- Returning Worlds -

Pirates of the Caribbean

Port Royale (and Tron's world) in Kingdom Hearts II was so unexpected because it wasn't based on an animated movie like the entirety of KH1's worlds. Somehow, it worked and turned out to be one of my favorite worlds to play through. Given the technological advancements since the dawn of the PS2 in 2006, a Dead Man's Chest world with Davy Jones and company could look awesome and truly bring KH into the world of HD. Davy Jones and/or the Kraken would make for such a kickass boss fight.

100 Acre Wood

The mellow tone of 100 Acre Woods was special in Kingdom Hearts and probably brought me closer to my childhood in a nostalgic way more so than any other world when replaying Kingdom Hearts this past year. There are a lot of places the story could go in KHIII to provide some comic relief from fighting off the Heartless.

Olympus Coliseum

It would not feel like a true Kingdom Hearts game without Hercules, Phil, and Hades. I know that Square Enix has rung this bell three times in the series so far and managed to touch on different areas of Hercules' world from the Underworld to the Coliseum itself to Hercules' origin, but something must be thought up to keep this world a staple in the KH series.

- New Worlds -

The Sword In The Stone

This world has already been teased in the original Kingdom Hearts when Merlin is teaching Sora magic. He said that he too lost his world to the darkness. But let's assume that all was restored and that the story of King Arthur hasn't been told yet. Sora, Goofy, and Donald could team up with both Arthur and Merlin as they take on Mim the Witch in her various transformations. Just imagine how cool of a boss fight that could be. Overall, just exploring the Dark Ages would be something new for the Kingdom Hearts series and again, it would fit into the series' lore given how Sora is already acquainted with Merlin.

Treasure Planet

While some show this movie hate and say that it was in the middle of Disney's drought in the 2000s, Treasure Planet has always been one of my favorite animated Disney movies. I'm sure a lot of this has to deal with me being a big fan of Robert Louis Stevenson, but I thought that a futuristic take on Treasure Island was a brilliant idea that brought to life a cast of likeable and a bit complex characters. It could be one of those worlds that Sora returns to a few times. This is the one world that I am really pulling for.

Atlantis: The Lost Empire

Like Treasure Planet, this movie has been kind of forgotten over the past decade and has become a cult classic of sorts. I have a rather vivid memory of first seeing this movie in the almost brand new IMAX Theater with a group of friends for like my 8th or 9th birthday. I remember being so amazed by its visuals (I'm sure the fact that it was my first time at the IMAX had something to do with it) and I also remember having this toy replica of the ship they used to get to Atlantis, by the way. Anyway, seeing as we're never going to get an Uncharted: Atlantis, how cool would it be to finally get to explore the lost city of Atlantis in Kingdom Hearts? Very cool.

*Here's where things get a bit out-of-the-box*

Gargoyles

As a 90s kid, I LOVED the cartoon Gargoyles. I know that this isn't exactly a Disney world or even a movie, but I think they still do own the rights to this long dead franchise. It could offer one of Kingdom Hearts III's darker worlds with its gothic design and overall dark tone. This is a longshot for sure, but one can imagine and hope.

Infinity and Beyond

People are on the fence as to whether or not Pixar should be in Kingdom Hearts but I'd personally love to see that happen. However, I don't think a Toy Story world should be attempted. I just think it's too precious to too many people to be tampered with. That, and I think the visual style would be tricky. So why not take something that Disney has always owned in the direct-to-VHS hand-drawn animated movie starring Buzz Lightyear? Zurg could be one of the coolest KH villains to date. Maybe the boss battle could show subtle inspiration from Toy Story 2's video game opening. I'm sure Tim Allen would be game to reprise his role too.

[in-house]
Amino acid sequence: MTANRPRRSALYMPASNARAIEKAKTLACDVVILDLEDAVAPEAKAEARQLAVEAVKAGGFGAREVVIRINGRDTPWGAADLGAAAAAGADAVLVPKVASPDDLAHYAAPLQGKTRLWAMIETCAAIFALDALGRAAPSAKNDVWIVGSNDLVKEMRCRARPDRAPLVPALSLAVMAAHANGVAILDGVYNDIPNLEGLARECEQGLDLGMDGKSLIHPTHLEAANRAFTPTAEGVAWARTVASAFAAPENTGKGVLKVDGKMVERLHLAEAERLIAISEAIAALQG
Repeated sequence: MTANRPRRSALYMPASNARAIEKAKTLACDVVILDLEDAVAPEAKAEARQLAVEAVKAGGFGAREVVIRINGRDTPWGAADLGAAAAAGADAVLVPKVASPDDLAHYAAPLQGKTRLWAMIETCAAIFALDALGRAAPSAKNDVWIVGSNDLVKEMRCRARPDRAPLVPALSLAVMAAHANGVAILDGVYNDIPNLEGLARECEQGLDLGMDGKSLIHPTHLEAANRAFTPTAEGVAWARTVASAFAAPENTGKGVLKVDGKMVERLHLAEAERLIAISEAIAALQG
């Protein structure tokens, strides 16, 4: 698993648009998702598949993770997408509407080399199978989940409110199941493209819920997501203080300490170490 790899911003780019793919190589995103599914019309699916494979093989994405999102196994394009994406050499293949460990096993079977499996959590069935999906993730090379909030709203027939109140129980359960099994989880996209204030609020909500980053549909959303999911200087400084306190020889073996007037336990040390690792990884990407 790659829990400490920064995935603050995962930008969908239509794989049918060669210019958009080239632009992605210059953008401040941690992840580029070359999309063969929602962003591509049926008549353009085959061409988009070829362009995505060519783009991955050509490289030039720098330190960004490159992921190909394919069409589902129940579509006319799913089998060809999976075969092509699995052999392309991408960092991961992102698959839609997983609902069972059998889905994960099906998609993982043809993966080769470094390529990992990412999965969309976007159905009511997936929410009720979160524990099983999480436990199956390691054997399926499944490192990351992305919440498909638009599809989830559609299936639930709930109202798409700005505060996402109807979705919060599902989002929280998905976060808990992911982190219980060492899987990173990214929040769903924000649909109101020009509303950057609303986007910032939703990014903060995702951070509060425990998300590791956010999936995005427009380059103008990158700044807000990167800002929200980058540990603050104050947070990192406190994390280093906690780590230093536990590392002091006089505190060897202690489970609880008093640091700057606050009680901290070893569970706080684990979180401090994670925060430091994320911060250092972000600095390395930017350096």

A Bug's Life

This would be the Pixar movie that would make the most sense besides maybe Brave (which nobody likes, so forget about Brave). Team up with Flik and the circus bugs to take down Flik and his Heartless insect army. Boom. Easy.

The Incredibles Prologue

My favorite part of my favorite non-Toy Story Pixar movie is the prologue which features Mr. Incredible, Elastigirl, and Frozone in their glory days. It reminds me of Watchmen in a few ways, I love it. Setting the world of The Incredibles in this time period first would make sense seeing as The Incredibles movie can't be explained without its backstory. Maybe Kingdom Hearts IV in 2032 can tackle the Family/Syndrome stuff.

Mars (John Carter) or Narnia

I'm not sure where the legal ownership is at with these two series of novels turned movie(s), I just know that they both could work extremely well in Kingdom Hearts. I was one of the few who actually enjoyed John Carter by the way and I'm sad it will never get a sequel. The most recent Narnia movie was garbage and John Carter was a flop so I doubt that Disney wants anything to do with these series at all moving forward. But there is a lot of potential here.

The Haunted Mansion

No, not the bad Eddie Murphy movie. I think that it would be neat if Kingdom Hearts took their world inspiration from classic Disneyland/World attractions and simply did their own thing with them. Splash Mountain, Country Bear Jamboree, Big Thunder Mountain Railroad, and Space Mountain could all lead to some pretty cool worlds as well, unless Disney would be against this idea. They did make billions off of their inspiration from a Pirates of the Caribbean attraction. I picked out Haunted Mansion in particular because it was my favorite during a childhood visit years back.

*Just a little side note here, I remember visiting Disney World in 2005 with my family and connecting almost everything I saw with Kingdom Hearts. :P*

For some reason, I think that Disneyland/World is going to play a big role in Kingdom Hearts III.

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I had so much fun writing this! I hope it was fun to read. What worlds would you like to see in Kingdom Hearts III? Disagree with me about Star Wars, Frozen, or Marvel? Let me know in the comments :)

Videogame Music of the Day - Buzz's Arena from Spyro: Year of the Dragon

- Dylan